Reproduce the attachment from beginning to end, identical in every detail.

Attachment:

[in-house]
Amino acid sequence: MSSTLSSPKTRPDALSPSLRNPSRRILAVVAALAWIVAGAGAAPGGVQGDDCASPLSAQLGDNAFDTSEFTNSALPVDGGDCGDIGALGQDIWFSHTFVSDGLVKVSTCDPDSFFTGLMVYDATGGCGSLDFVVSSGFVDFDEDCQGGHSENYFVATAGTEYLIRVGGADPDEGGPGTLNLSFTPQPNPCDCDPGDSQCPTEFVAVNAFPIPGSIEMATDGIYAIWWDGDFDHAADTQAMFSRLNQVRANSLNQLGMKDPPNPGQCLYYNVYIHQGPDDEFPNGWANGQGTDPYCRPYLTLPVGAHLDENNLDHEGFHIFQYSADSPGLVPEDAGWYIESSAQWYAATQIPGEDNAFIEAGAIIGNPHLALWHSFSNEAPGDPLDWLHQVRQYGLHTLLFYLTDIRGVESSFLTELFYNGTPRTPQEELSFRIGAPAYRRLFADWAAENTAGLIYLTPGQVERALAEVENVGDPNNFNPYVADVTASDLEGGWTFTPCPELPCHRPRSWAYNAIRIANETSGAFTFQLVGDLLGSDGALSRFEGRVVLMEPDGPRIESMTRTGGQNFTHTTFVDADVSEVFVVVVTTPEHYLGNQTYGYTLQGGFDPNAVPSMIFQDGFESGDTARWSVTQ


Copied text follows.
[in-house]
Amino acid sequence: MSSTLSSPKTRPDALSPSLRNPSRRILAVVAALAWIVAGAGAAPGGVQGDDCASPLSAQLGDNAFDTSEFTNSALPVDGGDCGDIGALGQDIWFSHTFVSDGLVKVSTCDPDSFFTGLMVYDATGGCGSLDFVVSSGFVDFDEDCQGGHSENYFVATAGTEYLIRVGGADPDEGGPGTLNLSFTPQPNPCDCDPGDSQCPTEFVAVNAFPIPGSIEMATDGIYAIWWDGDFDHAADTQAMFSRLNQVRANSLNQLGMKDPPNPGQCLYYNVYIHQGPDDEFPNGWANGQGTDPYCRPYLTLPVGAHLDENNLDHEGFHIFQYSADSPGLVPEDAGWYIESSAQWYAATQIPGEDNAFIEAGAIIGNPHLALWHSFSNEAPGDPLDWLHQVRQYGLHTLLFYLTDIRGVESSFLTELFYNGTPRTPQEELSFRIGAPAYRRLFADWAAENTAGLIYLTPGQVERALAEVENVGDPNNFNPYVADVTASDLEGGWTFTPCPELPCHRPRSWAYNAIRIANETSGAFTFQLVGDLLGSDGALSRFEGRVVLMEPDGPRIESMTRTGGQNFTHTTFVDADVSEVFVVVVTTPEHYLGNQTYGYTLQGGFDPNAVPSMIFQDGFESGDTARWSVTQ